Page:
Our next game in the A to Z game-shelf play-through was a recent acquisition: Cat Lady.
Cat Lady is a quick-playing card drafting/set collection/resource management cat-themed game. Each player is collecting cats (as any good cat lady would do), toys, catnip, and costumes. However, for each cat you have, you need to feed them their preferred food by the end of the game, or they’ll be unhappy with you.
Cards are laid out in a 3×3 square, and each turn the active player drafts either a row or column, except where the cat meeple blocks them. Once they’ve chosen their cards, they move the cat meeple to the row or column they just drafted, preventing the next player from drafting the newly-dealt cards in that row or column.
The food cards drafted are traded for cubes representing the various food types (blue for tuna, red for chicken, white for milk, and purple for wild food). All other cards move to the player’s play area.
The cats score according to points on the card – either straight points or special scoring, like a point for each black cat fed by the end of the game – but only if they are fed at the end of the game. Toys score for sets of unique cards. Catnip scores extra points for each fed cat, but only if you have at least 2 – just one catnip will subtract points! Costumes score points for the player with the most, negative points if a player has none, and nothing for everyone in between.
The game ends when there are not enough cards to refill the 3×3 drafting square. If you’ve removed the right number of cards for your player-count, everyone should have equal turns.
There are two other special cards – lost cat posters and spray bottles. A pair of lost cat posters can be turned in for either a stray cat – 3 special cats that are available each game (from a pool of about a dozen?) – or for 2 victory points. A single lost cat poster does nothing. The spray bottle allows the player to move the cat meeple at any point during their turn – so they can draft the just-dealt cards, or move the cat to try an prevent the next player from getting a particular row or column. The spray bottle and lost cat posters are worth nothing at the end of the game.
Cat Lady ends up being a bit of a “point potpourri” game, where different players get their points from different types of cards, especially in games with more than 2 players. Most of our games have been relatively close, so that the 2-point bonuses from lost cat posters or the 2-point penalties from not feeding cats or having the most left-over food can make a big difference.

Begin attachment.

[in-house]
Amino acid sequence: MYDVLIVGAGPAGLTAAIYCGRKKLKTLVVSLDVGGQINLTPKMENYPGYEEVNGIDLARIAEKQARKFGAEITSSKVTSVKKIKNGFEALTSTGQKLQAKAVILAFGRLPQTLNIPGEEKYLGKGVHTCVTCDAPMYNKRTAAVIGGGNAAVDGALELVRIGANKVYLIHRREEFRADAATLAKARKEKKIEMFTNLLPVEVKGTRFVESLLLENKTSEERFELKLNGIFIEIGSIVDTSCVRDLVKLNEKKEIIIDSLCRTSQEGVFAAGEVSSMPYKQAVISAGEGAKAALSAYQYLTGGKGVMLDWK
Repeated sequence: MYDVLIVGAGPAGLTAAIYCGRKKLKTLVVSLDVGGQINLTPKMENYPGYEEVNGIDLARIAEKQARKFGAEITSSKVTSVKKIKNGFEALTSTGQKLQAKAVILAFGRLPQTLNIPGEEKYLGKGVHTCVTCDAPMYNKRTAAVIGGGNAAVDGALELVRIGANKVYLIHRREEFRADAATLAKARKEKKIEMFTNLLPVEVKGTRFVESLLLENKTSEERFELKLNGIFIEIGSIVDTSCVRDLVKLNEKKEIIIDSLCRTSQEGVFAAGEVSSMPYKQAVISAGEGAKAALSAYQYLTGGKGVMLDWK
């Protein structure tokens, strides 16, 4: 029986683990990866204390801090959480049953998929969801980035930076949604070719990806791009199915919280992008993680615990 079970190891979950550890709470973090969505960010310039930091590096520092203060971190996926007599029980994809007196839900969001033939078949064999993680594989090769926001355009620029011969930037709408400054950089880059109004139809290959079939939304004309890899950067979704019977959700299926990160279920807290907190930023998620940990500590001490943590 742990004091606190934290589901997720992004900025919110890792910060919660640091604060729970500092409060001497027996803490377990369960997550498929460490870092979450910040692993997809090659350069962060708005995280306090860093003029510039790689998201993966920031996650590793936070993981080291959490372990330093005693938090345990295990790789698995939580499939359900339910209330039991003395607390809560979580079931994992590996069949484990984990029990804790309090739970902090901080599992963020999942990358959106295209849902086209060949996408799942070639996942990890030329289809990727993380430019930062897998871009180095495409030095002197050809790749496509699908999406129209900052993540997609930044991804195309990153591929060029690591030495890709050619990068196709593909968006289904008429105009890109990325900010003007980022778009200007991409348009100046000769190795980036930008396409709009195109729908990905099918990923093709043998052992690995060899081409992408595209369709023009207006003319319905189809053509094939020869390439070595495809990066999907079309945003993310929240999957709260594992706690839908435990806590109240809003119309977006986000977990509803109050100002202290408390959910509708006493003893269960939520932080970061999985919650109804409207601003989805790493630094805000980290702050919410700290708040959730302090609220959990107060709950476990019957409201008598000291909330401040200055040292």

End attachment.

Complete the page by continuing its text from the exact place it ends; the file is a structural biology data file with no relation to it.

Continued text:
I enjoy the drafting mechanism – it can pose a challenge since you often have to take cards you don’t really want, or that aren’t the best for the other cards you have, in order to get the one or two you really need.
I often ignore the costumes in favor of collecting and feeding more cats (including grabbing lost cat posters to get the stray cats). In fact, usually the other items I pick up are in a quest to feed the cats that I’ve already collected. Andrew, on the other hand, seems to go for the costumes and toys. I don’t think either is the “right” strategy – it just depends on what’s available the first few rounds of the game on your turn. And I like that – the game forces you to adapt your strategy.
If it’s not clear, I love this game. I’ve only had it for a couple of months, but have gotten in 9 games already. I love the art and theme. It’s quick-playing, so makes a great filler game. It’s easy to explain, so makes a great game for less-experienced players. And, it’s fun!
How is it as a 2-player game? The game has cards to remove for 2 or 3 players, but otherwise it’s the same game for 2, 3, and 4 players. It works very well at all player counts, and I’d definitely pull it out for just 2 players.
How about the art and component quality? The components are okay – the cards are a decent weight, and the wooden cubes are, well, wooden cubes. The best component, though, has to be the cat meeple. And I love the art – the cats are very cute, as are the toys and costumes.
Will this stay in my collection? Yes! I love the theme and enjoy the game. It works at a lot of levels – multiple player-counts, as a filler game, or as a game for less-experienced gamers.